Tuesday, March 6, 2012
“Catching Fire” by Suzanne Collins
This is the middle of a planned trilogy, so you expect a certain amount of transition and a lack of resolution. (Although that dissatisfaction begins at the beginning of the first volume; so who knows where the trilogy will end up?) However, in this story the transitional, place-holder feel is there early and persists. We begin thinking that the games are over and the quite telegraphed rebellion our heroine has inspired will be the topic of the book. The book seems to think so as well. The only person who never sees it coming, and overlooks all the hints piling up everywhere, is Katniss. In fact, her cluelessness is a bit annoying seeing as she is our narrator.
Nothing produces more frustration for the reader here than the romance, if you could call it that. The book spends far too much time having Katniss struggle to define her feelings for two guys who are so completely interchangeable. They are both perfectly good for her, and both perfectly boring. In most stories at least one of these guys would be bad news and we would have the other one for which to root. Not here. The love story is so difficult because there is no clear choice.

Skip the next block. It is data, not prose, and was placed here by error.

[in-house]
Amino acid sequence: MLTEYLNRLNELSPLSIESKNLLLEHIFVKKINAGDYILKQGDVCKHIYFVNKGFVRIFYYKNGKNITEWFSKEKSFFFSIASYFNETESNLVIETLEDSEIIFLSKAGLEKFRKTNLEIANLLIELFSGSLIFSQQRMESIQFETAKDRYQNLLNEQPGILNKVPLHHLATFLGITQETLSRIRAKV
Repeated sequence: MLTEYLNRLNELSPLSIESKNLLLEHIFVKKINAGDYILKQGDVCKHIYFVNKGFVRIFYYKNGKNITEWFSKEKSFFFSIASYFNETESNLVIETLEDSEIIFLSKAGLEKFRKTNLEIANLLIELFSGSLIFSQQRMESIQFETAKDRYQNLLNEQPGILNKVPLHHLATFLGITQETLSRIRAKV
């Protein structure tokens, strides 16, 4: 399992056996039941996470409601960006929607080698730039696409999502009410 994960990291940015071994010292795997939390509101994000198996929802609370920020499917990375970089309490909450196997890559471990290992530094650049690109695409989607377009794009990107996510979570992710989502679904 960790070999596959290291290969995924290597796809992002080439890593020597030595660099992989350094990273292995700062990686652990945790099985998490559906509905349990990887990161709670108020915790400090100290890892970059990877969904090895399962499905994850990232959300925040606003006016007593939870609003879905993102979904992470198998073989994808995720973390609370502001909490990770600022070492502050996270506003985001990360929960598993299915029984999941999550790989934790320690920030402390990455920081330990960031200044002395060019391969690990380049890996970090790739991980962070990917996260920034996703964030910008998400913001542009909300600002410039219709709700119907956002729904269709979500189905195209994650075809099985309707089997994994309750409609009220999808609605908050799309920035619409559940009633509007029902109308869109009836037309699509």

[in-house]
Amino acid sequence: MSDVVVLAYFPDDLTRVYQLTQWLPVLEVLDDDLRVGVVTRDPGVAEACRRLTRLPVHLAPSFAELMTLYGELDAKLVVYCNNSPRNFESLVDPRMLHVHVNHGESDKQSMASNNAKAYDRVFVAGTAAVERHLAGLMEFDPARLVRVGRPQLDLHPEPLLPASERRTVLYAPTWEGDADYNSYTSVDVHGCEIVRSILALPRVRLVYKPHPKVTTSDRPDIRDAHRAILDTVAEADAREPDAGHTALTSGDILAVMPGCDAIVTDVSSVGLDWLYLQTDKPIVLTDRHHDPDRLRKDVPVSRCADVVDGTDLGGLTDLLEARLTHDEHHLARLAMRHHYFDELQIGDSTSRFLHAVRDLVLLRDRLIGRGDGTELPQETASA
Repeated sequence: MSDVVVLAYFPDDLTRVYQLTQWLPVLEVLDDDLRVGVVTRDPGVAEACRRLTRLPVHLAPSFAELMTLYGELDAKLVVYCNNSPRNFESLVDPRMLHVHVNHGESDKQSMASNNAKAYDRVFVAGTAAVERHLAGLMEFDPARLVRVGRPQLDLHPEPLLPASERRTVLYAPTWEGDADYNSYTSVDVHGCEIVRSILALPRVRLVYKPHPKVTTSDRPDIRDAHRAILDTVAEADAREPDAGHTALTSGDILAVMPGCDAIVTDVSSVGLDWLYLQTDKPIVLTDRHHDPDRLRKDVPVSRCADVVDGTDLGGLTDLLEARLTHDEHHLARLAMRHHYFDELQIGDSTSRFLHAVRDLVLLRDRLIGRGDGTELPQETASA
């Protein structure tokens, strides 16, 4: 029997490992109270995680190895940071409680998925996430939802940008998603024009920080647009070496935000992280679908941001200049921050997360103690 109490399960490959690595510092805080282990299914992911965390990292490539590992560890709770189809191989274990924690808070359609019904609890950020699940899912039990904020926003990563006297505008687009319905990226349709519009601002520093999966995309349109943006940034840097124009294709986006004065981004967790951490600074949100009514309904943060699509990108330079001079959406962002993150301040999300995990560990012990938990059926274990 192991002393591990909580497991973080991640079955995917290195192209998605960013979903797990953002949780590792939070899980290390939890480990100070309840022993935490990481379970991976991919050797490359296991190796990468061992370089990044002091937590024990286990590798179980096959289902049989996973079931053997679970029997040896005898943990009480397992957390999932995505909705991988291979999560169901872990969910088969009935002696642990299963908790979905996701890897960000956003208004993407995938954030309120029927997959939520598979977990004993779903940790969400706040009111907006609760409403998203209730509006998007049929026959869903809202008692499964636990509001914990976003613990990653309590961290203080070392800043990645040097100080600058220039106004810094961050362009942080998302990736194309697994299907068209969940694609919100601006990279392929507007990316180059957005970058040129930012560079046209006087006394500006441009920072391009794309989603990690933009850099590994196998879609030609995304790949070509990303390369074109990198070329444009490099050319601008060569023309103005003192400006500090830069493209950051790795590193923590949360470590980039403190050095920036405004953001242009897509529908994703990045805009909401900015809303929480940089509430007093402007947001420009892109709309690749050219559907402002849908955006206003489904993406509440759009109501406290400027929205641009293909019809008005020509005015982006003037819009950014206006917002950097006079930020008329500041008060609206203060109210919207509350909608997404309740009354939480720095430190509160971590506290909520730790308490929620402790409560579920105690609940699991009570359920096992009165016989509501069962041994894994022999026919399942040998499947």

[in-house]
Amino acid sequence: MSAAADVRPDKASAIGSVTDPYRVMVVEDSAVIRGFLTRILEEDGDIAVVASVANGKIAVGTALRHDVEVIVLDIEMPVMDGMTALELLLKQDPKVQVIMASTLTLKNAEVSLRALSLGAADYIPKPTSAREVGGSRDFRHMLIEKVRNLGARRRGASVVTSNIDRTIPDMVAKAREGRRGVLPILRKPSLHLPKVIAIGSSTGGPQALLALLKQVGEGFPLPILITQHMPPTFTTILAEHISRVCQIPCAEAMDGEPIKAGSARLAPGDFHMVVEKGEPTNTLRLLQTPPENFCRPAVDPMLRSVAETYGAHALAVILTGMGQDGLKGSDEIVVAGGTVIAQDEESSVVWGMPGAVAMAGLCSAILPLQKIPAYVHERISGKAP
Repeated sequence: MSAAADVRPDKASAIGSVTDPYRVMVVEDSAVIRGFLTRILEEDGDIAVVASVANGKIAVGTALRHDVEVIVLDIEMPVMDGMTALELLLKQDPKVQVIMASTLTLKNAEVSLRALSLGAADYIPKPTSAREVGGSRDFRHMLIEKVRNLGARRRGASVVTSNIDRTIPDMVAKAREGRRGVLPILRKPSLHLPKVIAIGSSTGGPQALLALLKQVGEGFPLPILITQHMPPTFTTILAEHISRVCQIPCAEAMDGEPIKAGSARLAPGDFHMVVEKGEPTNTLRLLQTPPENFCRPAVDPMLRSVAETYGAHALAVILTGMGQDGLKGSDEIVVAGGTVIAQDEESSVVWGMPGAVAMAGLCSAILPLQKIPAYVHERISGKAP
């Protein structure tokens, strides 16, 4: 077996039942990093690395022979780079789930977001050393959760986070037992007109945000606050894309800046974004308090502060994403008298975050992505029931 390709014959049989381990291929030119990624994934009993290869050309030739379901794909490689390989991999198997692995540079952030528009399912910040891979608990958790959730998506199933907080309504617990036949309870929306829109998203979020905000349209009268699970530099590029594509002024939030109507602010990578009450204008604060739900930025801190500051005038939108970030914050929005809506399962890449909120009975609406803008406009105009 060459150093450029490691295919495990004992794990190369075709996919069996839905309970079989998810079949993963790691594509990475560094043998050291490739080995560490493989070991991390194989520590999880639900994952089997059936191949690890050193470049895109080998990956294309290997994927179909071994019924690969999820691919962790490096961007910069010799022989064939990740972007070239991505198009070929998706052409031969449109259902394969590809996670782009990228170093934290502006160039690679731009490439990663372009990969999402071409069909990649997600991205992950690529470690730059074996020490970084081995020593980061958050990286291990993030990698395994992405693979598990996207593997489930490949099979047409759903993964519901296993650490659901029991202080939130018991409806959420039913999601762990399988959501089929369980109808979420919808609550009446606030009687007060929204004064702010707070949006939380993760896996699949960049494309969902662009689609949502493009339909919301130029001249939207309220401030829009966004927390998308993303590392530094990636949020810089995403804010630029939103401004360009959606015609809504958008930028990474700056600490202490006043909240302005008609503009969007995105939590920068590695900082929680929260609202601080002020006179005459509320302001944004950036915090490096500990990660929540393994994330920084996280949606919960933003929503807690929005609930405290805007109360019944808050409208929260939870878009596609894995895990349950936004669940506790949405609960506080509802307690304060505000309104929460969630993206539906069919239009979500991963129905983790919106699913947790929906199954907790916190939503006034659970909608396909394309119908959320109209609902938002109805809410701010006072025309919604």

That is the problem shaping up for the rebellion as well. No one would argue that there needs to be an end to the oppression in Panem. However, the fact that a government is evil is not enough to produce a good rebellion. There has to be an understanding of an alternative. Compare the American and French revolutions to see what I mean. One had an ideal it was aiming for and produced a government that continues to try to get things right to this day, even if it fails to be perfect. The other simply sought to throw off oppression and managed to find another equally devastating.
All of that is getting ahead of ourselves, though. Ultimately this book is about reveling in the cruelty of evil again. We have to revisit the games. Only this time there is a lesser sense of the way they are used to appease, entertain and control the populace. We think very little about the audience. We are the audience.
(See here for thoughts on "The Hunger Games")